Jewish Veg launches campaign to prevent future pandemics.
The national nonprofit organization Jewish Veg announced a multi-faceted campaign today to educate people about the causal connection between the COVID-19 pandemic and meat consumption. The campaign will help people transition to plant-based diets as an important step in reducing the likelihood of another, even worse pandemic.
Called Toward a Pandemic-Free World, the campaign features a dedicated website providing information about the imminent threat that another pandemic will emerge from the confinement and slaughter of animals. The website also offers a portal to Jewish Veg’s new Plant Pathways program, which provides free resources and communal support for people inspired by the campaign to transition to vegan lifestyles.
“Almost all of the major epidemics of the past 30 years have been zoonotic in origin, including COVID-19, Ebola, SARS, MERS, the swine flu, and even HIV,” explained Jeffrey Spitz Cohan, executive director of Jewish Veg. “In fact, all of these terrible diseases spilled over into the human population when somebody slaughtered an infected animal for meat.”
Epidemiologists and public health leaders are warning that this list of deadly, infectious diseases could grow in the near future unless animal agriculture is significantly curtailed or eliminated.
“Our society has been devastated, our lives turned upside down, by a pandemic that can be prevented through our collective food choices. Now is the time to make a change,” said Michael Gribov, engagement and development director at Jewish Veg.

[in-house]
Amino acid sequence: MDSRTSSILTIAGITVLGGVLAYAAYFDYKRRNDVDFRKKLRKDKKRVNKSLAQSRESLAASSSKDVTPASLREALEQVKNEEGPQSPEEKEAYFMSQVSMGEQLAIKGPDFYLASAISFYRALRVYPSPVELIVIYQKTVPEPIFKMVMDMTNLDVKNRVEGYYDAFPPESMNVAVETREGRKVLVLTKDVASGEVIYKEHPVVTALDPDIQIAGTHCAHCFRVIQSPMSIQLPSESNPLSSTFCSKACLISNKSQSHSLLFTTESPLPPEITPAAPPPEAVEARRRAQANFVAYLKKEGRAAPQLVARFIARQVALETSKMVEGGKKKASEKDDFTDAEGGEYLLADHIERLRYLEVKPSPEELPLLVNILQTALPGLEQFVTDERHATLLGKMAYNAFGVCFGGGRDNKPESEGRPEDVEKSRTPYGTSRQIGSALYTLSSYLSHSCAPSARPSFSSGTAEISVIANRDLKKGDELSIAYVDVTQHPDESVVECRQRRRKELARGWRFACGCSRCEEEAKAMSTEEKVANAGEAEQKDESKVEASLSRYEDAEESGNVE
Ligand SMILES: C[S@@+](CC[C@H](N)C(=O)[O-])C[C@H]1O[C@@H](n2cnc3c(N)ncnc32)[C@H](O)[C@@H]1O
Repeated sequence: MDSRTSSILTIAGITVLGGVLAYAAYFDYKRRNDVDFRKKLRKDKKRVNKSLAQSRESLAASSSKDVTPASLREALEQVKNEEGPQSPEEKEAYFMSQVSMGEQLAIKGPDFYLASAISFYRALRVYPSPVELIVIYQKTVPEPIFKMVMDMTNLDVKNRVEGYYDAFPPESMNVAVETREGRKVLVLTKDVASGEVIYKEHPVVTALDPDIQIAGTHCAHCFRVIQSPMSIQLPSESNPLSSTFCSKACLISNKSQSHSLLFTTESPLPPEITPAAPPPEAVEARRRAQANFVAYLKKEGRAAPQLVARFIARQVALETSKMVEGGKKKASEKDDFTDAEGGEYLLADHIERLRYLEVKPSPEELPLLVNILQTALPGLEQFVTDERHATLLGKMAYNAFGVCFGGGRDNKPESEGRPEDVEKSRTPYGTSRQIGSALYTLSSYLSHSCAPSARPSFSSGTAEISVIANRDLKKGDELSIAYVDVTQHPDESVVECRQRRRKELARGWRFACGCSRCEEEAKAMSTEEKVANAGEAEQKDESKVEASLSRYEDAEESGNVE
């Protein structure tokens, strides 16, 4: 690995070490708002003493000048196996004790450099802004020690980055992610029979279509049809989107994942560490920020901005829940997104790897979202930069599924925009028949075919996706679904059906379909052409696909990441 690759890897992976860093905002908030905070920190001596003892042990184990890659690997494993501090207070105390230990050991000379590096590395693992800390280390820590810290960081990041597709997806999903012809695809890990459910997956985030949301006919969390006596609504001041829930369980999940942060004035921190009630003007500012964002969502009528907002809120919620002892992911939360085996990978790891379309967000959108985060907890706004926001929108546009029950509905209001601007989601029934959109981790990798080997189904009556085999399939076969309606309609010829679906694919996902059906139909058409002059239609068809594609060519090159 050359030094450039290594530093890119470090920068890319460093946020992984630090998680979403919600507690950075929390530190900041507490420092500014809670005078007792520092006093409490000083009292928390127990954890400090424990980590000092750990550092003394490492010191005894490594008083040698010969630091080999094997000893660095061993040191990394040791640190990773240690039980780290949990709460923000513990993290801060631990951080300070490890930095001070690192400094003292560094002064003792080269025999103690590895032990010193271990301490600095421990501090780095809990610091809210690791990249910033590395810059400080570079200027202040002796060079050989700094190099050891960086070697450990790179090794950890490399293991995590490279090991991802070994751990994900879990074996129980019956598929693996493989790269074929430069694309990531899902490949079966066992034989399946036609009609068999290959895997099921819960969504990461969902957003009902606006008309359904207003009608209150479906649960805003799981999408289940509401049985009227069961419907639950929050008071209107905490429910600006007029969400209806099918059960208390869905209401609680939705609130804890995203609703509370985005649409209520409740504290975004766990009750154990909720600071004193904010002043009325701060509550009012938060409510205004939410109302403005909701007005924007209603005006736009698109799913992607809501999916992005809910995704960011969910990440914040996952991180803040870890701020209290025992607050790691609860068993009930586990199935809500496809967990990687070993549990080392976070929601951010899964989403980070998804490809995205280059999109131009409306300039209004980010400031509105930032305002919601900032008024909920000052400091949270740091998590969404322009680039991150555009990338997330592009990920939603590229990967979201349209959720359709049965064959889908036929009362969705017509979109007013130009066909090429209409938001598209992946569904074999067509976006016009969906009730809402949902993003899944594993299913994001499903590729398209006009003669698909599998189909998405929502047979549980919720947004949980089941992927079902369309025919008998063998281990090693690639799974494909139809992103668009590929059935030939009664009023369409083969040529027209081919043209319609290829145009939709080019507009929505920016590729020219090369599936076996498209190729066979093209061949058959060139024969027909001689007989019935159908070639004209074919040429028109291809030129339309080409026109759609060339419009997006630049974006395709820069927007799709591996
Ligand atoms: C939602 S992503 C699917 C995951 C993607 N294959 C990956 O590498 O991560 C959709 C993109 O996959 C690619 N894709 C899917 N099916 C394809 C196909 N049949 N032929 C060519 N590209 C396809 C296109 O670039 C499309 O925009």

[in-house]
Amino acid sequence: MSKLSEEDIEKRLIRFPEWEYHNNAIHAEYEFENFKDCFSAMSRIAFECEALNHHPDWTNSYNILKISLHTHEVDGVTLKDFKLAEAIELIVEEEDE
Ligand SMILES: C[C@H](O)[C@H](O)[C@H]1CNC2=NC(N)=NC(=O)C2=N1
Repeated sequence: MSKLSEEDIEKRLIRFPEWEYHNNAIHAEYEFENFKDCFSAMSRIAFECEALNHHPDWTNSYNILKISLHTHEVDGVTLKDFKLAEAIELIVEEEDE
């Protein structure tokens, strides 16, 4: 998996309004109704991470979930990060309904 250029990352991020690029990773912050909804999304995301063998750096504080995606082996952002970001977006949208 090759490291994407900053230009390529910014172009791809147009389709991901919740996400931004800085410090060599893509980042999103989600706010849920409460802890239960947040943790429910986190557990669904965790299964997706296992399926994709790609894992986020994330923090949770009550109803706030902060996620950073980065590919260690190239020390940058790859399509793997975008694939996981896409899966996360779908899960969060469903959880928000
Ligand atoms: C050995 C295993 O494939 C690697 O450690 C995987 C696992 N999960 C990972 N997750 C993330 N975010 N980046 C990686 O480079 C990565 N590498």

The Torah describes plant-based diets as ideal for humankind. In light of current conditions, it’s certainly an imperative, not just an ideal, Spitz Cohan said.
“As Jews, we must set an example and take the lead in creating a pandemic-free world through plant-based eating,” he said.
Toward a Pandemic-Free World will also feature live Facebook and Zoom events, during which people can ask questions of experts in infectious diseases and immunology. In addition, there will be similar online events with owners of vegan businesses.
Jewish Veg speakers will be available to give online presentations to synagogues, JCCs and Hillels and other interested groups about the nexus between Jewish ethics, pandemics and our diets.
The campaign is sponsored by V-Dog, one of the leading manufacturers of vegan dog food. Partnering nonprofits include the U.K.-based Jewish Vegetarian Society, the Interfaith Vegan Coalition, and Million Dollar Vegan.